A = [ 0 20 5 0 0 10 0 0 3 0 0 0 0 0 1 0 0 1 0 0 ] A = \begin{bmatrix} 0 & 20 & 5 & 0 & 0\\ 10 & 0 & 0 & 3 & 0\\ 0 & 0 & 0 & 0 & 1\\ 0 & 0 & 1 & 0 &0 \end{bmatrix} A=⎣⎢⎢⎡​01000​20000​5001​0300​0010​⎦⎥⎥⎤​

import numpy as np
def SVD(A):
U, s, V = np.linalg.svd(A)
return U, s, V

if __name__ == '__main__':
A = np.array([[0, 20, 5, 0, 0],
[10, 0, 0, 3, 0],
[0, 0, 0, 0, 1],
[0, 0, 1, 0, 0]])
U, s, V = SVD(A)
print('U is :', U)
print('s is :', s)
print('V is :', V)


The output is:

U is : [[ 9.99930496e-01 -1.01352447e-16  0.00000000e+00 -1.17899939e-02]
[ 0.00000000e+00  1.00000000e+00  0.00000000e+00 -8.65973959e-15]
[ 0.00000000e+00  0.00000000e+00  1.00000000e+00  0.00000000e+00]
[ 1.17899939e-02  8.65973959e-15  0.00000000e+00  9.99930496e-01]]
s is : [20.61695792 10.44030651  1.          0.97007522]
V is : [[ 0.00000000e+00  9.70007796e-01  2.43073808e-01  0.00000000e+00
0.00000000e+00]
[ 9.57826285e-01 -2.31404926e-16  8.02571613e-16  2.87347886e-01
0.00000000e+00]
[-0.00000000e+00  0.00000000e+00  0.00000000e+00  0.00000000e+00
1.00000000e+00]
[-7.97105437e-16 -2.43073808e-01  9.70007796e-01  0.00000000e+00
0.00000000e+00]
[ 2.87347886e-01 -1.01402229e-16  2.10571835e-16 -9.57826285e-01
0.00000000e+00]]


First, explain matrix V

We regard each column as a URL, because the fifth singular value is 0. According to the outer product form, the fifth row is not needed directly. The features of the second dimension of URL1 represented by the first column are more significant, the features of the first position of URL2 represented by the first column are more significant, and the fourth feature of URL3 represented by the third column is more significant. We will distinguish which URL q will tend to click according to the matrix U, that is, when the user enters a query, The recommendation system should first recommend which URL link to the user.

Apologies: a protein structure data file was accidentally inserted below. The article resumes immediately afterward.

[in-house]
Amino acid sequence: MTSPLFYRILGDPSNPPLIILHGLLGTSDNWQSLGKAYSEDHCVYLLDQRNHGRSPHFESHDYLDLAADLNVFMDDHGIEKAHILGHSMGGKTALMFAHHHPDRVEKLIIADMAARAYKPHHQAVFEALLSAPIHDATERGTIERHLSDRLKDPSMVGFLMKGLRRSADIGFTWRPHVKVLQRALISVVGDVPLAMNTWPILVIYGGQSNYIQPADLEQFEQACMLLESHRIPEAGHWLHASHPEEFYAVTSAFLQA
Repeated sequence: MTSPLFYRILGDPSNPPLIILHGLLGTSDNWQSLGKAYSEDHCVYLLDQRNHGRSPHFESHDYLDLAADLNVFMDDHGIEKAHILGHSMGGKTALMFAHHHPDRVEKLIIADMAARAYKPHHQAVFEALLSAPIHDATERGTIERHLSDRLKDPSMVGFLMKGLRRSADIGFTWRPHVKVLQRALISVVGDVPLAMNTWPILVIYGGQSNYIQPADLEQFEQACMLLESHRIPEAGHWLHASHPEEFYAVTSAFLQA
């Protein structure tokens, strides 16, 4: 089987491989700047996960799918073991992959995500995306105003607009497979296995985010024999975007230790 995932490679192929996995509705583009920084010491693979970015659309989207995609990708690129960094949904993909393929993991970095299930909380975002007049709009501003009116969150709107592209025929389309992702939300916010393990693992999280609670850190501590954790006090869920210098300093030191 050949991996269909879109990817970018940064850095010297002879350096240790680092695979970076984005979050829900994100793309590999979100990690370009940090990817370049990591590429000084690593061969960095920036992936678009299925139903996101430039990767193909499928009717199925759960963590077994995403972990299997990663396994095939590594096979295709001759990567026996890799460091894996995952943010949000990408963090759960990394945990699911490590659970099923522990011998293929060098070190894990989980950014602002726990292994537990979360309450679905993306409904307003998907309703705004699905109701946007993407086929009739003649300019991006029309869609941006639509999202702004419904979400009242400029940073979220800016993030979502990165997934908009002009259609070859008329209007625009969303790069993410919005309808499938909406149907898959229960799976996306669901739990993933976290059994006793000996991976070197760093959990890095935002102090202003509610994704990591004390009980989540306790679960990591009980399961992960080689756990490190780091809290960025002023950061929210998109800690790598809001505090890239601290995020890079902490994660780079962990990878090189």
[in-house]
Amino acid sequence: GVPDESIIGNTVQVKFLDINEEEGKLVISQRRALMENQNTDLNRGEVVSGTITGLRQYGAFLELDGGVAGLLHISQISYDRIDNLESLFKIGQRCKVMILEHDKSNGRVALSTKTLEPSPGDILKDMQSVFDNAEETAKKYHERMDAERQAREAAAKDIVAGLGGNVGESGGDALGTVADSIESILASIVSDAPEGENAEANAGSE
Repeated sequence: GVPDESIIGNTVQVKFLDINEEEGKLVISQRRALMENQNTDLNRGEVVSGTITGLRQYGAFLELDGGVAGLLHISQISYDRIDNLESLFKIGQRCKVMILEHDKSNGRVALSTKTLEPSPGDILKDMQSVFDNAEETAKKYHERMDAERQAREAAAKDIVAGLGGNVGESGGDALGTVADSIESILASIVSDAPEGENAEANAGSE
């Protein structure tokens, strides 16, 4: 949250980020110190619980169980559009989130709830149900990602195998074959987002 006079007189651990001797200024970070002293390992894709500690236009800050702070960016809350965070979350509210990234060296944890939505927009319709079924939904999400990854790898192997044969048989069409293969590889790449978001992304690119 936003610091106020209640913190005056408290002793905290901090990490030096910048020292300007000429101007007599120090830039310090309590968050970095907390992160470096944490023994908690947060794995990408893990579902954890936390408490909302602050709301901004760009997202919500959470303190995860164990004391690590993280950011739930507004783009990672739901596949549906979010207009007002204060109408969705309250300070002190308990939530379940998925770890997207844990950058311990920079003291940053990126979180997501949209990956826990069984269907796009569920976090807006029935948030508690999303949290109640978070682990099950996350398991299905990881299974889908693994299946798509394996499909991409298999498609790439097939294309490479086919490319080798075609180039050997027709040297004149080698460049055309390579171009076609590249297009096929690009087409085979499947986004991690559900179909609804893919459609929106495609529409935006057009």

Matrix U is explained below

Each column of U is regarded as a query. The first query q1 tends to the URL with more significant characteristics of the first dimension. Looking at the V matrix above, we can see that the characteristics of the first dimension of URL2 are more significant. Therefore, when inputting query q1, the recommendation system should first recommend URL2 to the user, which also explains why the number of clicks of query q1 on URL2 is 20. The second column of U is q2, which is biased towards the URL with larger characteristics. Looking at V above, it is found that the characteristics of the second position of URL1 are more significant. When entering q2, click URL1 up to 10 times.
Here are singular values

It can be regarded as the importance of each feature of the URL. You can see that the first two are more important.

Keywords: Python Algorithm Machine Learning

Added by kid_drew on Wed, 09 Feb 2022 23:18:06 +0200